Maki Tamura was born in Tokyo, raised in Jakarta and now makes her home in Seattle. I have known Maki since we were under-graduates at the University of Washington in the early to mid-nineties. Maki went on to earn an MFA in painting from Tyler School of Art, Temple University in 1999. It has been amazing to watch Maki’s work evolve over nearly two decades.
I recently visited Maki’s cozy winter studio in her home. We were joined by Maki’s beloved Pekingese Gizmo who snored quite happily as we talked. In the cold months when the sun is rarely seen, Maki works on a drafting table, generating dozens of delicate watercolor paintings, which become part of larger scale sculptural structures. Maki’s warm weather studio in her garage provides necessary space for her giant, hanging lanterns, accordion style screens, wall sized clocks, dimensional medallions, and dangling “intricate clusters of pictorial tablets.”
Maki brings an incredible level of discipline, a keen eye, and a rich, hybrid approach to her sculptural watercolor paintings. She freely culls images and color palettes from a wide range of source material, synthesizing multiple cultures and historical periods. Maki engages in “irreverent approaches to displaying pictures, methods of presentation that are precious and subversive, traditional and contemporary.” Her kaleidoscopic work is unabashedly decorative; this ornamental aesthetic involves a sly form of rebellion, equalizing imagery that is global in scope and encompassing the humorous, hallowed, haughty and hokey.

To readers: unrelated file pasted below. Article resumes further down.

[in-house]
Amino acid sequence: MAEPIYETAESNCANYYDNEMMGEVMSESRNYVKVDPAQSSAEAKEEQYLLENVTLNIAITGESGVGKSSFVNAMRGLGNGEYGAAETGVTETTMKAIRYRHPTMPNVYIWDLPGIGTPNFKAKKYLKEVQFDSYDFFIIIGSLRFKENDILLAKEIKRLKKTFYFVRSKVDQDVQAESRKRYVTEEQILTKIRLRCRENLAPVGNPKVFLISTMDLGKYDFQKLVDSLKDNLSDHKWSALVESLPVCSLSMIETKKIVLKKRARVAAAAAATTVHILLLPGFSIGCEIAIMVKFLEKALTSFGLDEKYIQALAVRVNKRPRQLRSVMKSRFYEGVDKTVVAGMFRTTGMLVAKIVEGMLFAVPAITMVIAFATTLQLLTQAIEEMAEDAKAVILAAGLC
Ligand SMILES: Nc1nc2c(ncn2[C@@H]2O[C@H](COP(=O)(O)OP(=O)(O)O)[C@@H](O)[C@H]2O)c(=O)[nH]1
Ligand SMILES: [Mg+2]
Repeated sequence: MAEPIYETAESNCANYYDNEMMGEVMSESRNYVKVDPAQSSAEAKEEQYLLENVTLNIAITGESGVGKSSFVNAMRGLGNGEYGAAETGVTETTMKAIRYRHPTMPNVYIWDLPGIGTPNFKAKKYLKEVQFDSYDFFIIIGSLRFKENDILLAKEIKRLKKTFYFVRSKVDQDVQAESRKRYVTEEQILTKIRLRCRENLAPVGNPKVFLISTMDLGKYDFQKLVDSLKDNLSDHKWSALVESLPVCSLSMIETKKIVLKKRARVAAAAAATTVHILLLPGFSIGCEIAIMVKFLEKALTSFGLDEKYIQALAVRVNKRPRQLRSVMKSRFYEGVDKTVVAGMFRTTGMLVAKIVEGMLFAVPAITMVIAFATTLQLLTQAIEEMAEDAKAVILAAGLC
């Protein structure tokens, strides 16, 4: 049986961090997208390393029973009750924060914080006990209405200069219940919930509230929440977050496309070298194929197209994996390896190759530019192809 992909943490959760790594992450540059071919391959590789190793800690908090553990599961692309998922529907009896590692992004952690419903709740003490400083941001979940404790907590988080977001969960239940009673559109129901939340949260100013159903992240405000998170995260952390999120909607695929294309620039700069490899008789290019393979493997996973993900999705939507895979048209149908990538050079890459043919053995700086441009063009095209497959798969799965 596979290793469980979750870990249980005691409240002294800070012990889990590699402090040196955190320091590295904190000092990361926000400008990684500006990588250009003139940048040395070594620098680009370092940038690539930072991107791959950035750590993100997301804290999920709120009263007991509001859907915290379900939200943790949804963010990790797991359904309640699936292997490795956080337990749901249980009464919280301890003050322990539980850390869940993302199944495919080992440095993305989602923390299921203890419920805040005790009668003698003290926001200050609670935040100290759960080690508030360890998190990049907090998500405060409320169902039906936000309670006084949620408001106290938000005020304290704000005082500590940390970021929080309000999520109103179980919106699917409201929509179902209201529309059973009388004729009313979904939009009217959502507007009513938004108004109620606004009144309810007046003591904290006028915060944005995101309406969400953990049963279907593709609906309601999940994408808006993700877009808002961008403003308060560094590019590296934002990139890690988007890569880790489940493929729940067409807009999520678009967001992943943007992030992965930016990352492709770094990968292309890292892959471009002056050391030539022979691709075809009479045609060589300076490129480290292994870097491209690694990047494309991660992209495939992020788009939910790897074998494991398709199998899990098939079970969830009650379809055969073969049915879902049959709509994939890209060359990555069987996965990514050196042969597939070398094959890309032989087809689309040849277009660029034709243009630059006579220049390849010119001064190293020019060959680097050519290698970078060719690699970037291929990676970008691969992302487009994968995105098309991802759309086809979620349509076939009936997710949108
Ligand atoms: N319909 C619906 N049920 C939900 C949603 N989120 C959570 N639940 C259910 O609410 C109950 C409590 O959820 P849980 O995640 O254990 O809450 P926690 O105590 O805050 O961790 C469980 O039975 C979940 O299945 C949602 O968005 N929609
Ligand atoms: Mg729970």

Growing up in Indonesia influences Maki’s sensibility and practice. She was impressed and imprinted by the “visual cacophony” of street vendors’ touristy trinkets, sacred votives in temples, and colorful movie posters all juxtaposed within “majestic,” Dutch Colonial architecture. “Such visual cacophony, contrasted with a classical sense of western beauty, is the aesthetic and conceptual inspiration for these sculptures.” Maki’s work similarly involves refined structures featuring sacred and profane imagery, which evoke bestiaries, nursery rhymes, high tea, Indonesian textiles, natural history museums, “old masters,” and more.
Maki is represented by the James Harris Gallery in Seattle, WA where she will have a not-to-be- missed solo exhibition in November 2010.
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Categorised in: Ceramics Collaborative culture Drawing Gallery history hybrid Installation Interactive Mixed Media Multimedia Painting Paper Printmaking Sculpture Seattle studio Video Washington Watercolor